An organization that fosters traditional dance from the city’s many ethnic groups is taking its work, and the movements and music of its performers, online.

CTMD

Not even a pandemic can stop the Crimean Tatar Ensemble.

A salient feature of the COVID-19 era in New York is silence. Bustling commercial blocks are quieter and buzzing restaurants are a few notches less loud. Many of us have left behind the daily screech of subway brakes, which is probably not missed. But also gone is the sound of the mariachi bands that once cropped a sequined dose of warmth and cheer into a dreary weekday ride.

In subways and street corners, in clubs and concert halls, New York’s identity is rooted in the music of the ethnic groups that made it a global city (Try to imagine a sepia-toned documentary film about New York without at least a little klezmer music in the background and you’ll agree). The restricted life of the pandemic city has made those sounds a lot harder to hear—and that’s been especially trying for those who dedicate themselves to producing them.

“The pandemic has devastated the cultural sector and immigrant artists are among the most vulnerable members of the creative community,” says Andrew Colwell, the project director and staff ethnomusicologist at the Center for Traditional Music and Dance, a nonprofit that has fostered the sector for years.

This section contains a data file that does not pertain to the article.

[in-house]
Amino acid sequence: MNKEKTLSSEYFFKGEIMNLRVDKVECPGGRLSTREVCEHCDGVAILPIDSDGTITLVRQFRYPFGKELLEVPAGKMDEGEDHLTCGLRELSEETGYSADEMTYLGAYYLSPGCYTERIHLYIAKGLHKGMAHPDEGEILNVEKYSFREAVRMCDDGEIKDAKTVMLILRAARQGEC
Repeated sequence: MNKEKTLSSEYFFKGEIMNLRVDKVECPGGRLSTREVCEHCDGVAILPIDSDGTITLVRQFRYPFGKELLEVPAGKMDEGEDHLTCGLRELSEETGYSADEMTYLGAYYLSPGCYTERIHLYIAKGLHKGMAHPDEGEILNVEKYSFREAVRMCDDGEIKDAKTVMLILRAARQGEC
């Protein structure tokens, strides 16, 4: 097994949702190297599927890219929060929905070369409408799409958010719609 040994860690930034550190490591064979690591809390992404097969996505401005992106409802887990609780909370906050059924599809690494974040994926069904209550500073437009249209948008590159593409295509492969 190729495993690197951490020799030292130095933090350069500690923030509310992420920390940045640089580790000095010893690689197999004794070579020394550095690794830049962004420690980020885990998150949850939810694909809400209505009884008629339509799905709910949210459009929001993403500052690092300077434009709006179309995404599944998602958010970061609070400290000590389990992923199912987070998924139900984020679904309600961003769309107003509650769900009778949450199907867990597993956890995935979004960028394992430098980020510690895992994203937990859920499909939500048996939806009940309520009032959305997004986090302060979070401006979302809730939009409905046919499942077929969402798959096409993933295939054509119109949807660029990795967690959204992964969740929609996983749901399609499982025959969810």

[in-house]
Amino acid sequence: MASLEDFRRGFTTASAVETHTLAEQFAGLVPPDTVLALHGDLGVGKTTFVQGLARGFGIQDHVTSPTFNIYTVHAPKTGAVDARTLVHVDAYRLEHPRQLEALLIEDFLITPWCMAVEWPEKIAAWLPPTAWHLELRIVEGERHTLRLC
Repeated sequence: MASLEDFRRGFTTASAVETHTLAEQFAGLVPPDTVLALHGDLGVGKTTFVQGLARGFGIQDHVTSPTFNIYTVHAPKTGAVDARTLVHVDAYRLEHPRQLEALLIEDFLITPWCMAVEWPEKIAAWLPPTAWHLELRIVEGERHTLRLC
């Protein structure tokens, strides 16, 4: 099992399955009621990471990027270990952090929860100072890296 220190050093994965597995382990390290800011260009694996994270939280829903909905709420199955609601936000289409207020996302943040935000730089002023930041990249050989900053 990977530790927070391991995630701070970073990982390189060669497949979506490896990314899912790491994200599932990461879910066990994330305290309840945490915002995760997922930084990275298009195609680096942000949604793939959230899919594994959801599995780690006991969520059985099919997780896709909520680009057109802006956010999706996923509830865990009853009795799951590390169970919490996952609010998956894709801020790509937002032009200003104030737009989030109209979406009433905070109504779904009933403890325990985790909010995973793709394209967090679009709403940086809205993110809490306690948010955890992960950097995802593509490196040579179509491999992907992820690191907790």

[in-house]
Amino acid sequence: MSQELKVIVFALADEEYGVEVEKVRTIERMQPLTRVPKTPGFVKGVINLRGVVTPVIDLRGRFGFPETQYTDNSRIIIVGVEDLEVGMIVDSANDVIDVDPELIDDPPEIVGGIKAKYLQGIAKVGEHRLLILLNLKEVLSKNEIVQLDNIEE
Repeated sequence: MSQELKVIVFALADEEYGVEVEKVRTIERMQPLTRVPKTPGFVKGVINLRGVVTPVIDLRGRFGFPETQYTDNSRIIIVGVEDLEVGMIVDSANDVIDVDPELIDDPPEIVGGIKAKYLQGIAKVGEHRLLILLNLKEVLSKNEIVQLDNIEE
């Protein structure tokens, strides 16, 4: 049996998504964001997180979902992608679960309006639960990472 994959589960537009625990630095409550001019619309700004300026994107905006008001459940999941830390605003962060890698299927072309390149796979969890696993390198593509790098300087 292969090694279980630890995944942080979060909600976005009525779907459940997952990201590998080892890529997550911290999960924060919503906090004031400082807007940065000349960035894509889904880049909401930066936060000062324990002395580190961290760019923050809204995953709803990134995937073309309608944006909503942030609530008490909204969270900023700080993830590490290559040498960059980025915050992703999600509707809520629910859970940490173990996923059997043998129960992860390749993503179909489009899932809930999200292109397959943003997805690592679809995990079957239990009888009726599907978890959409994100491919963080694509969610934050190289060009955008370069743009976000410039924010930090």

CTMD has responded to this crisis by creating Beat of the Boroughs, a series of 54 short programs in which artists from Bulgaria, China, Colombia, Gambia, Haiti, Iraq, Japan, Mongolia, Ukraine, and West Africa and other places perform music, dance, offer stories and talk about how COVID-19 has affected them.

The performances occur in living rooms, basements, parks, or CTMD’s offices and might be filmed by Colwell or through the cell phone of a performer’s friend. The important thing is not the setting but the music. “The combined programs will remain online to serve as a platform for continuous advocacy during the pandemic,” Colwell says. “Now more than ever do we need to support traditional music and dance artists in the City of Immigrants.”

Programs air on Mondays, Wednesdays, and Fridays at 5 p.m. on CTMD’s Facebook page and Youtube Channel. The Beat of the Boroughs webpage is here.

Here are three recent episodes:

Sidiki Conde


The Crimean Tatar Ensemble


Xiao Xiannian and Julie Tay of the Mencius Society


Michael Yuri

City Limits’ reporting on thintersection of art and policy is supported by the Laurie M. Tisch Illumination Fund. City Limits is solely responsible for all content.

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